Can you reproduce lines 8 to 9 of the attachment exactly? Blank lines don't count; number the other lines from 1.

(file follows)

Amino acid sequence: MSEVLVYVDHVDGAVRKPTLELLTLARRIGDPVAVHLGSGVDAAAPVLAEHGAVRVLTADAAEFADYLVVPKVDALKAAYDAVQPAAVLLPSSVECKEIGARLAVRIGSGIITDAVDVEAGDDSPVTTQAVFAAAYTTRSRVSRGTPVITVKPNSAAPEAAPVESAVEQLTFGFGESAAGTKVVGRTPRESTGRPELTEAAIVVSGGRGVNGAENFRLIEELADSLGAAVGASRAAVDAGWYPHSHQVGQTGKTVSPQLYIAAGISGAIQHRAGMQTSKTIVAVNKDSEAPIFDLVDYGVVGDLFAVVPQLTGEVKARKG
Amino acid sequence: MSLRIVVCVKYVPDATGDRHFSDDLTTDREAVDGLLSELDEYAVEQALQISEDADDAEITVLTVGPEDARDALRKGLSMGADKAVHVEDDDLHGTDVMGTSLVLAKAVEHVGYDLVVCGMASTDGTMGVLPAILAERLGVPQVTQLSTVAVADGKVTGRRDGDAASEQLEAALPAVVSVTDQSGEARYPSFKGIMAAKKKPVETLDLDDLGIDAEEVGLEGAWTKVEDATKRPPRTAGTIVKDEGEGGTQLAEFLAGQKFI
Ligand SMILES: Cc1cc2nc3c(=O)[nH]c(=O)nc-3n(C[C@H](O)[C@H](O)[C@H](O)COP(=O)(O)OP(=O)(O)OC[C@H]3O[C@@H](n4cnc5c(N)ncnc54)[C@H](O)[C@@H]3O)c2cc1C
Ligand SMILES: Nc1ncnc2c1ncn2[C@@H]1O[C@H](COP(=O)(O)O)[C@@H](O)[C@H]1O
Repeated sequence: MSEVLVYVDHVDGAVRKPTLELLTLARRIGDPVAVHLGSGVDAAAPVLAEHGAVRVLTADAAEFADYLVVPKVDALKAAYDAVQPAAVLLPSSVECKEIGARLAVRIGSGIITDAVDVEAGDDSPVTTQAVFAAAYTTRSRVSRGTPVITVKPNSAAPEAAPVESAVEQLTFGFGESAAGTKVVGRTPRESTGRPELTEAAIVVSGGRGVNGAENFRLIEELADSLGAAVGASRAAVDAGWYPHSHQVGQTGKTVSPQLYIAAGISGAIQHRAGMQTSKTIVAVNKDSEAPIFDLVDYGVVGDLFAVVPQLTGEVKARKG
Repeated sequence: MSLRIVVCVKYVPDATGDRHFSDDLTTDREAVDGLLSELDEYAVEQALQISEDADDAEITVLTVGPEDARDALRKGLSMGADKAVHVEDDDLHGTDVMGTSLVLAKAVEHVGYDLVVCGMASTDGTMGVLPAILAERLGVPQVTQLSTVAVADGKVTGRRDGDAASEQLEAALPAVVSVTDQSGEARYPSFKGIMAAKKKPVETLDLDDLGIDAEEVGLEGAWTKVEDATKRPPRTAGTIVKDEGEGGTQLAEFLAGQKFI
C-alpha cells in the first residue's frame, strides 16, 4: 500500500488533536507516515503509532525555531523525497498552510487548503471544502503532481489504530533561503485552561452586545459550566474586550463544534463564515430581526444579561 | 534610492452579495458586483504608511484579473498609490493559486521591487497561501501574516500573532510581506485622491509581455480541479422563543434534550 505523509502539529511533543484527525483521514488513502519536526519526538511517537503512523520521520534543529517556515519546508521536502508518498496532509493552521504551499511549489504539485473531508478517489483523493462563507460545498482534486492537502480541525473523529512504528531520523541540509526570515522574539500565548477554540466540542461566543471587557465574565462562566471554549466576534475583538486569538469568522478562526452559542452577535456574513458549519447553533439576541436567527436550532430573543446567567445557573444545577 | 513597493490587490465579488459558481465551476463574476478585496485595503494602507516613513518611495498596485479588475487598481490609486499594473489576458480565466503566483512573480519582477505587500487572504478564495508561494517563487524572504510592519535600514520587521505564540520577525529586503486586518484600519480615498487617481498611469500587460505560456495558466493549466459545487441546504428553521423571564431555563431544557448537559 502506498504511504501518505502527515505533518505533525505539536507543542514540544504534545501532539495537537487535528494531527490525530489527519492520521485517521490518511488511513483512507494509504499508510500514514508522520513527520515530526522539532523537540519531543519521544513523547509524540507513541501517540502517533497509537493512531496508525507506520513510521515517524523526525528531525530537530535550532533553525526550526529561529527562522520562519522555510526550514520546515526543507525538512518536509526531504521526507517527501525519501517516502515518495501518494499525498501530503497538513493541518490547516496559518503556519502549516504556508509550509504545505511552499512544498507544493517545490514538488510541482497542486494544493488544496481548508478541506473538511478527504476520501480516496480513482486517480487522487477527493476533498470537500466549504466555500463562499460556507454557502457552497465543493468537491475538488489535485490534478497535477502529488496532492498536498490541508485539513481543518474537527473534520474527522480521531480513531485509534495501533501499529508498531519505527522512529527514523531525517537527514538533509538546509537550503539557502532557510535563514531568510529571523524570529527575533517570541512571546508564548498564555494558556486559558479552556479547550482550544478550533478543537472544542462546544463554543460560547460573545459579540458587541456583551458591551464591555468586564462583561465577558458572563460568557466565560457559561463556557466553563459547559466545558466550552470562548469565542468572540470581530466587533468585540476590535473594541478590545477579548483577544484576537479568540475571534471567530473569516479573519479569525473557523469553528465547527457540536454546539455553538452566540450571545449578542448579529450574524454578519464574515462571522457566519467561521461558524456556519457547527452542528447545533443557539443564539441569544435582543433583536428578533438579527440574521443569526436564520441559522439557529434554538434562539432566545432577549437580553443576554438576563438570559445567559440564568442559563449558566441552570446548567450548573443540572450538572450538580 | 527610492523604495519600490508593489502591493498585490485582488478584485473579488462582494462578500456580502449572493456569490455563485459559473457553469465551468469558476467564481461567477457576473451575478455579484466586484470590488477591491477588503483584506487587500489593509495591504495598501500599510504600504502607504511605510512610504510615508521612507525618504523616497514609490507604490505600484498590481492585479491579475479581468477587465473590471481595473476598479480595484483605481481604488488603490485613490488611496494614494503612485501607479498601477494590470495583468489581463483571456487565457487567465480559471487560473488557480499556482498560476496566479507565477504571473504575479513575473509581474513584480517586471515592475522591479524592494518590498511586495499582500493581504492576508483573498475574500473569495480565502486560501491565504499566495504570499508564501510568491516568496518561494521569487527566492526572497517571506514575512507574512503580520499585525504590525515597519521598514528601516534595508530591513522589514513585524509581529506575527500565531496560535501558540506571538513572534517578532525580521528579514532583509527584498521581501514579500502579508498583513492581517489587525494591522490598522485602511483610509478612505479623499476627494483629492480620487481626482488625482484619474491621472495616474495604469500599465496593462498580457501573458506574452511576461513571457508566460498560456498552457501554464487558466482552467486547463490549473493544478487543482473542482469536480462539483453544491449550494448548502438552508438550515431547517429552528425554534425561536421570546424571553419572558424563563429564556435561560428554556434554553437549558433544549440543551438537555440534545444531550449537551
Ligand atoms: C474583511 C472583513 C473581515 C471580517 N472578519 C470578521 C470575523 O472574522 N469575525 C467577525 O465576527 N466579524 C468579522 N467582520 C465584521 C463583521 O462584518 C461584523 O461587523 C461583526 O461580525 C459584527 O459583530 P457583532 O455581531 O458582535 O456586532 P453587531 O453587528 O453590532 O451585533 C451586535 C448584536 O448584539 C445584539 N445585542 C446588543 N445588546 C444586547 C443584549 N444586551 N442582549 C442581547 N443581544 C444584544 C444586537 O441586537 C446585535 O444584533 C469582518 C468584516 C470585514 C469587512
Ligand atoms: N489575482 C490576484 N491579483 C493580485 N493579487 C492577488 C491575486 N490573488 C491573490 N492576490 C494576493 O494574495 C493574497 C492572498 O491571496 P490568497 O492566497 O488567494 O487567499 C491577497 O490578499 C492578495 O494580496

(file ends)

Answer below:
Ligand atoms: C474583511 C472583513 C473581515 C471580517 N472578519 C470578521 C470575523 O472574522 N469575525 C467577525 O465576527 N466579524 C468579522 N467582520 C465584521 C463583521 O462584518 C461584523 O461587523 C461583526 O461580525 C459584527 O459583530 P457583532 O455581531 O458582535 O456586532 P453587531 O453587528 O453590532 O451585533 C451586535 C448584536 O448584539 C445584539 N445585542 C446588543 N445588546 C444586547 C443584549 N444586551 N442582549 C442581547 N443581544 C444584544 C444586537 O441586537 C446585535 O444584533 C469582518 C468584516 C470585514 C469587512
Ligand atoms: N489575482 C490576484 N491579483 C493580485 N493579487 C492577488 C491575486 N490573488 C491573490 N492576490 C494576493 O494574495 C493574497 C492572498 O491571496 P490568497 O492566497 O488567494 O487567499 C491577497 O490578499 C492578495 O494580496